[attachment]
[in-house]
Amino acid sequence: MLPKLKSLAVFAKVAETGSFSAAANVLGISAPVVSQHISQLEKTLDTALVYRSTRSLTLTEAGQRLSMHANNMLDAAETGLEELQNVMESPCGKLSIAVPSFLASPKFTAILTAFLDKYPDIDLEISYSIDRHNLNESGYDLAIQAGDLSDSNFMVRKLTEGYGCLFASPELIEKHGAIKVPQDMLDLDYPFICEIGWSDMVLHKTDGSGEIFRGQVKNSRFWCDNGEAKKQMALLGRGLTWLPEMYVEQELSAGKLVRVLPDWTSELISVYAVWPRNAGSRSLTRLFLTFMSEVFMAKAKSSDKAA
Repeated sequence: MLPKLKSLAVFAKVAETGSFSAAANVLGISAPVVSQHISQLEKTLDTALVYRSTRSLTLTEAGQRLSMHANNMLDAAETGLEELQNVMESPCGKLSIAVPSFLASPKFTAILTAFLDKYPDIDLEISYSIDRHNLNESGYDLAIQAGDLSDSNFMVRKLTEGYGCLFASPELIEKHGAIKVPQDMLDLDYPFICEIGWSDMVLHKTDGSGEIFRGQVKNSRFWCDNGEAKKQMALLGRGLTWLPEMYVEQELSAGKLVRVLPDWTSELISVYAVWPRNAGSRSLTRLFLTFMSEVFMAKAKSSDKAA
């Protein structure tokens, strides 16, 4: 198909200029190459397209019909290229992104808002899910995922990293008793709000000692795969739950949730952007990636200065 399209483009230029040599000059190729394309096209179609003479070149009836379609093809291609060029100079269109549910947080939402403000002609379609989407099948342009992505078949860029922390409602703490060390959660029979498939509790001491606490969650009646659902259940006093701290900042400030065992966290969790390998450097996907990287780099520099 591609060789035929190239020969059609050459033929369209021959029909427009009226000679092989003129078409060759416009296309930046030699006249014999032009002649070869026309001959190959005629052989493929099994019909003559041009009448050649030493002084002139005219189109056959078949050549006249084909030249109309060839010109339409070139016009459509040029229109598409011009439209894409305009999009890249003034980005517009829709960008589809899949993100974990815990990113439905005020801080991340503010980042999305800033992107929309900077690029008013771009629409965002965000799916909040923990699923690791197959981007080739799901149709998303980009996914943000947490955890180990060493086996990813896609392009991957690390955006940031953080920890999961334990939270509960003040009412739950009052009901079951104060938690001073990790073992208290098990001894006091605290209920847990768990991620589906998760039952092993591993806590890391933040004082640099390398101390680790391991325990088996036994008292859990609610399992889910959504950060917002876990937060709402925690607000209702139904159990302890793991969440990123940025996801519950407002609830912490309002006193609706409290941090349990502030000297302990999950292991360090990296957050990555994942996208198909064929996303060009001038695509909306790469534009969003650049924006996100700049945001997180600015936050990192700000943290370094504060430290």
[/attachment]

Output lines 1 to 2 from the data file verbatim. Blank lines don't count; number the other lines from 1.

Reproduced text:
[in-house]
Amino acid sequence: MLPKLKSLAVFAKVAETGSFSAAANVLGISAPVVSQHISQLEKTLDTALVYRSTRSLTLTEAGQRLSMHANNMLDAAETGLEELQNVMESPCGKLSIAVPSFLASPKFTAILTAFLDKYPDIDLEISYSIDRHNLNESGYDLAIQAGDLSDSNFMVRKLTEGYGCLFASPELIEKHGAIKVPQDMLDLDYPFICEIGWSDMVLHKTDGSGEIFRGQVKNSRFWCDNGEAKKQMALLGRGLTWLPEMYVEQELSAGKLVRVLPDWTSELISVYAVWPRNAGSRSLTRLFLTFMSEVFMAKAKSSDKAA